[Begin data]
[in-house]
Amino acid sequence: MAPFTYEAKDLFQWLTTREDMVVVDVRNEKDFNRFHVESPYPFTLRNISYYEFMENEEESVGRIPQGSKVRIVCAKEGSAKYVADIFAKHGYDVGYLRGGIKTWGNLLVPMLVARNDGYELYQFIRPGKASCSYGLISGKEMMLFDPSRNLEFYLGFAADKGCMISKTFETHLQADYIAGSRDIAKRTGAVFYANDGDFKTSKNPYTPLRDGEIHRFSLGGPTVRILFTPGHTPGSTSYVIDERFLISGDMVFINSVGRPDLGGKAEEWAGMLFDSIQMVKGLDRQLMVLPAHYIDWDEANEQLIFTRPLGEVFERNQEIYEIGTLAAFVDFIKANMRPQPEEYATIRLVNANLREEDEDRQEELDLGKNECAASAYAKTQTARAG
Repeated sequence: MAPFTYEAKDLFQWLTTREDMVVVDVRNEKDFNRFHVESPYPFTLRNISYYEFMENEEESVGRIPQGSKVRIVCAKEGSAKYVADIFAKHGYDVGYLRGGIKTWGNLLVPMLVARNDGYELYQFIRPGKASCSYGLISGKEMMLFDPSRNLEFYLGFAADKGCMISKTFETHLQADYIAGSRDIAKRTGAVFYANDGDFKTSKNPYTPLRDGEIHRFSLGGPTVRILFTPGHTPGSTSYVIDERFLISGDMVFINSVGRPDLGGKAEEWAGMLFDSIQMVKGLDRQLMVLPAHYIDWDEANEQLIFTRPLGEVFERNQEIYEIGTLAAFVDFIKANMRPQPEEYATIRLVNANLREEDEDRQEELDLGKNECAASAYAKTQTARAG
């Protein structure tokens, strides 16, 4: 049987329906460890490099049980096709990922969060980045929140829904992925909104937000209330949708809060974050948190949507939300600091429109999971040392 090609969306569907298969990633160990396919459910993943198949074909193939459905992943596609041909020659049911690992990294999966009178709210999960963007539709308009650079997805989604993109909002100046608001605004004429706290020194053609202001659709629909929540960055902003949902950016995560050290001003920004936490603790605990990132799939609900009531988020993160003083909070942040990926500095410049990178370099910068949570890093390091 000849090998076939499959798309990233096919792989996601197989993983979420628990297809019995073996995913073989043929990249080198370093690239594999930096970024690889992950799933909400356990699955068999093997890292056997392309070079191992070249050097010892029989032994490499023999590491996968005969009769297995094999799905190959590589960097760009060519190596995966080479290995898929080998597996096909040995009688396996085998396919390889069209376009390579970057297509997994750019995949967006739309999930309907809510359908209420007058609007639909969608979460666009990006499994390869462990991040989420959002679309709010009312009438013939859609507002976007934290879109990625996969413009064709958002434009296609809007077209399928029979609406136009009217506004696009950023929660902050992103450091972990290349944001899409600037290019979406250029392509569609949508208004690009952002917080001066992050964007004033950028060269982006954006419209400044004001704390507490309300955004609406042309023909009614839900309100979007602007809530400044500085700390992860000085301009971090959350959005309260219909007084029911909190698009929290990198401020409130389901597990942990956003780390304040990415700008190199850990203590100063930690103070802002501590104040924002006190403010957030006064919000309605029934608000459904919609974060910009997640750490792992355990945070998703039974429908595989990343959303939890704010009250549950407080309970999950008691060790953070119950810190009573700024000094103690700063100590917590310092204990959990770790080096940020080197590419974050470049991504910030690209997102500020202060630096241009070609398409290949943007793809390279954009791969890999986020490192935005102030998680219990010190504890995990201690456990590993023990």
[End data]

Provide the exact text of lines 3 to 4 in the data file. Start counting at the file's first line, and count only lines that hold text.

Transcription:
Repeated sequence: MAPFTYEAKDLFQWLTTREDMVVVDVRNEKDFNRFHVESPYPFTLRNISYYEFMENEEESVGRIPQGSKVRIVCAKEGSAKYVADIFAKHGYDVGYLRGGIKTWGNLLVPMLVARNDGYELYQFIRPGKASCSYGLISGKEMMLFDPSRNLEFYLGFAADKGCMISKTFETHLQADYIAGSRDIAKRTGAVFYANDGDFKTSKNPYTPLRDGEIHRFSLGGPTVRILFTPGHTPGSTSYVIDERFLISGDMVFINSVGRPDLGGKAEEWAGMLFDSIQMVKGLDRQLMVLPAHYIDWDEANEQLIFTRPLGEVFERNQEIYEIGTLAAFVDFIKANMRPQPEEYATIRLVNANLREEDEDRQEELDLGKNECAASAYAKTQTARAG
């Protein structure tokens, strides 16, 4: 049987329906460890490099049980096709990922969060980045929140829904992925909104937000209330949708809060974050948190949507939300600091429109999971040392 090609969306569907298969990633160990396919459910993943198949074909193939459905992943596609041909020659049911690992990294999966009178709210999960963007539709308009650079997805989604993109909002100046608001605004004429706290020194053609202001659709629909929540960055902003949902950016995560050290001003920004936490603790605990990132799939609900009531988020993160003083909070942040990926500095410049990178370099910068949570890093390091 000849090998076939499959798309990233096919792989996601197989993983979420628990297809019995073996995913073989043929990249080198370093690239594999930096970024690889992950799933909400356990699955068999093997890292056997392309070079191992070249050097010892029989032994490499023999590491996968005969009769297995094999799905190959590589960097760009060519190596995966080479290995898929080998597996096909040995009688396996085998396919390889069209376009390579970057297509997994750019995949967006739309999930309907809510359908209420007058609007639909969608979460666009990006499994390869462990991040989420959002679309709010009312009438013939859609507002976007934290879109990625996969413009064709958002434009296609809007077209399928029979609406136009009217506004696009950023929660902050992103450091972990290349944001899409600037290019979406250029392509569609949508208004690009952002917080001066992050964007004033950028060269982006954006419209400044004001704390507490309300955004609406042309023909009614839900309100979007602007809530400044500085700390992860000085301009971090959350959005309260219909007084029911909190698009929290990198401020409130389901597990942990956003780390304040990415700008190199850990203590100063930690103070802002501590104040924002006190403010957030006064919000309605029934608000459904919609974060910009997640750490792992355990945070998703039974429908595989990343959303939890704010009250549950407080309970999950008691060790953070119950810190009573700024000094103690700063100590917590310092204990959990770790080096940020080197590419974050470049991504910030690209997102500020202060630096241009070609398409290949943007793809390279954009791969890999986020490192935005102030998680219990010190504890995990201690456990590993023990």